Health Medical

Svante Paabo pockets Nobel Prize in Medicine 

DNA genomics

HT team

October 4, 2022: Svante Paabo, a Swedish geneticist, who sequenced the genome of the extinct Neanderthals or relatives of present humans, was awarded the Nobel Prize in Medicine, 2022.

Paabo, 67, also discovered a previously unknown hominin, Denisova and found that gene transfer had occurred from these now extinct hominins to homo sapiens following the migration out of Africa around 70,000 years ago. 

“This ancient flow of genes to present-day humans has physiological relevance today, for example affecting how our immune system reacts to infections,” according to a statement posted on Nobel Assembly at the Karolinska Institutet’s website.


Paabo’s seminal research gave rise to an entirely new scientific discipline of paleogenomics. “By revealing genetic differences that distinguish all living humans from extinct hominins, his discoveries provide the basis for exploring what makes us uniquely human.”

Neanderthals, who lived in Europe and southwestern to Central Asia, are our closet extinct human, and has a history of coexistence, according to Smithsonian National Museum of Natural History. 

The now extinct species made and used of sophisticated tools, controlled fire, lived in shelters, made and wore clothing, were skilled hunters of large animals and also ate plant foods, and occasionally made symbolic or ornamental objects. 

Evidence proves that Neanderthals deliberately buried their dead and occasionally even marked their graves with offerings, such as flowers. No other primates, and no earlier human species, had ever practiced this sophisticated and symbolic behavior.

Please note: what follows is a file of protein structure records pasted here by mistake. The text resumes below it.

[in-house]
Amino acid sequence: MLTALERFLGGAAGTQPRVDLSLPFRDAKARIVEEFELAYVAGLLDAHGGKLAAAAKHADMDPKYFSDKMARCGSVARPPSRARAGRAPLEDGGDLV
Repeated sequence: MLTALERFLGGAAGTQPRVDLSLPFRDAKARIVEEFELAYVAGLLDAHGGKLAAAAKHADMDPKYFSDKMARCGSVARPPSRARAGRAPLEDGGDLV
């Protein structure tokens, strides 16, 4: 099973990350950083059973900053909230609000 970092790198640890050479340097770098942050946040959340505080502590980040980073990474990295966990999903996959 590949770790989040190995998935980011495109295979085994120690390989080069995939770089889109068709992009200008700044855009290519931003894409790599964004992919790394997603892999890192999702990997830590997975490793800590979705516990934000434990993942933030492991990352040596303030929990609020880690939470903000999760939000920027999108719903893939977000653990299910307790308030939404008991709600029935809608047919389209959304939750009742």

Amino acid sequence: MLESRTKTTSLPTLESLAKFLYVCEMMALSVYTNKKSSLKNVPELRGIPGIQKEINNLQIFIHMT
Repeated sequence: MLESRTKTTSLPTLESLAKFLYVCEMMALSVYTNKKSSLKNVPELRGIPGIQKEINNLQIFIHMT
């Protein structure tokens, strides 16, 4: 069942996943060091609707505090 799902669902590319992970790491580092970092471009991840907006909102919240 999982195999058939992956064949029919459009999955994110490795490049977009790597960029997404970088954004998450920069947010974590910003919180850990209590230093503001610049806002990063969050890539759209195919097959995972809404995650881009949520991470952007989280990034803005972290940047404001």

Genome Project

DNA has been recovered from more than a dozen Neanderthal fossils, all from Europe and the Neanderthal Genome Project is one of the new areas of human origins research.

Toward the end of the 1990’s, almost the entire human genome had been sequenced.

“This was a considerable accomplishment, which allowed subsequent studies of the genetic relationship between different human populations. However, studies of the relationship between present-day humans and the extinct Neanderthals would require the sequencing of genomic DNA recovered from archaic specimens,” the instiututet stated. 

Archaic DNA

In 1990, Paabo was recruited to University of Munich, where, as a newly appointed professor, he continued his work on archaic DNA.

He analysed DNA from Neanderthal mitochondria – organelles in cells that contain their own DNA. The mitochondrial genome is small and contains only a fraction of the genetic information in the cell, but it is present in thousands of copies, increasing the chance of success. 

With his refined methods, Paabo managed to sequence a region of mitochondrial DNA from a 40,000-year-old piece of bone. Thus, for the first time, we had access to a sequence from an extinct relative. “Comparisons with contemporary humans and chimpanzees demonstrated that Neanderthals were genetically distinct.”

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